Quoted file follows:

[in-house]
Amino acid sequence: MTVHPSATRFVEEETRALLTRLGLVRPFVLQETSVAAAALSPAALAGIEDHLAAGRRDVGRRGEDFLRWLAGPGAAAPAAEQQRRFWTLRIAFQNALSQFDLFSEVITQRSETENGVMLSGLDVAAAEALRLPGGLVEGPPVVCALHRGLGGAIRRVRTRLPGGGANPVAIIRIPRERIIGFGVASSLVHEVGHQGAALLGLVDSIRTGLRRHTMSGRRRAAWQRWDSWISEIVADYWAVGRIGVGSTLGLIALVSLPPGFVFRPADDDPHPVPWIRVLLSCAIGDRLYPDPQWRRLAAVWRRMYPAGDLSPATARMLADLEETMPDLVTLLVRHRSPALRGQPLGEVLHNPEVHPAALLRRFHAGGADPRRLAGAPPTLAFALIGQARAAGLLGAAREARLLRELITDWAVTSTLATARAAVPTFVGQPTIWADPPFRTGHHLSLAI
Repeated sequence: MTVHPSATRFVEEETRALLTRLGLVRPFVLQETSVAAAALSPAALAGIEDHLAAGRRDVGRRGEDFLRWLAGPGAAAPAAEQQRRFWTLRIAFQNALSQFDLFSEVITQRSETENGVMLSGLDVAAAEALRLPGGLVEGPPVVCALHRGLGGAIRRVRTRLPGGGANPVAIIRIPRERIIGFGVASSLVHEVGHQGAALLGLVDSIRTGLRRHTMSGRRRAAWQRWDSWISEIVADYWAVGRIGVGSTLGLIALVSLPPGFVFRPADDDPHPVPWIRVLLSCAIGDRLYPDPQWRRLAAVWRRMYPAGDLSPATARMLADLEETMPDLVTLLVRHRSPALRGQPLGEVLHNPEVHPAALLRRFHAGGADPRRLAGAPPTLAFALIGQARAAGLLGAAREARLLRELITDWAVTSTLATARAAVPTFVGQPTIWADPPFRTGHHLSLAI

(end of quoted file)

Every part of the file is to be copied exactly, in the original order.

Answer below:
[in-house]
Amino acid sequence: MTVHPSATRFVEEETRALLTRLGLVRPFVLQETSVAAAALSPAALAGIEDHLAAGRRDVGRRGEDFLRWLAGPGAAAPAAEQQRRFWTLRIAFQNALSQFDLFSEVITQRSETENGVMLSGLDVAAAEALRLPGGLVEGPPVVCALHRGLGGAIRRVRTRLPGGGANPVAIIRIPRERIIGFGVASSLVHEVGHQGAALLGLVDSIRTGLRRHTMSGRRRAAWQRWDSWISEIVADYWAVGRIGVGSTLGLIALVSLPPGFVFRPADDDPHPVPWIRVLLSCAIGDRLYPDPQWRRLAAVWRRMYPAGDLSPATARMLADLEETMPDLVTLLVRHRSPALRGQPLGEVLHNPEVHPAALLRRFHAGGADPRRLAGAPPTLAFALIGQARAAGLLGAAREARLLRELITDWAVTSTLATARAAVPTFVGQPTIWADPPFRTGHHLSLAI
Repeated sequence: MTVHPSATRFVEEETRALLTRLGLVRPFVLQETSVAAAALSPAALAGIEDHLAAGRRDVGRRGEDFLRWLAGPGAAAPAAEQQRRFWTLRIAFQNALSQFDLFSEVITQRSETENGVMLSGLDVAAAEALRLPGGLVEGPPVVCALHRGLGGAIRRVRTRLPGGGANPVAIIRIPRERIIGFGVASSLVHEVGHQGAALLGLVDSIRTGLRRHTMSGRRRAAWQRWDSWISEIVADYWAVGRIGVGSTLGLIALVSLPPGFVFRPADDDPHPVPWIRVLLSCAIGDRLYPDPQWRRLAAVWRRMYPAGDLSPATARMLADLEETMPDLVTLLVRHRSPALRGQPLGEVLHNPEVHPAALLRRFHAGGADPRRLAGAPPTLAFALIGQARAAGLLGAAREARLLRELITDWAVTSTLATARAAVPTFVGQPTIWADPPFRTGHHLSLAI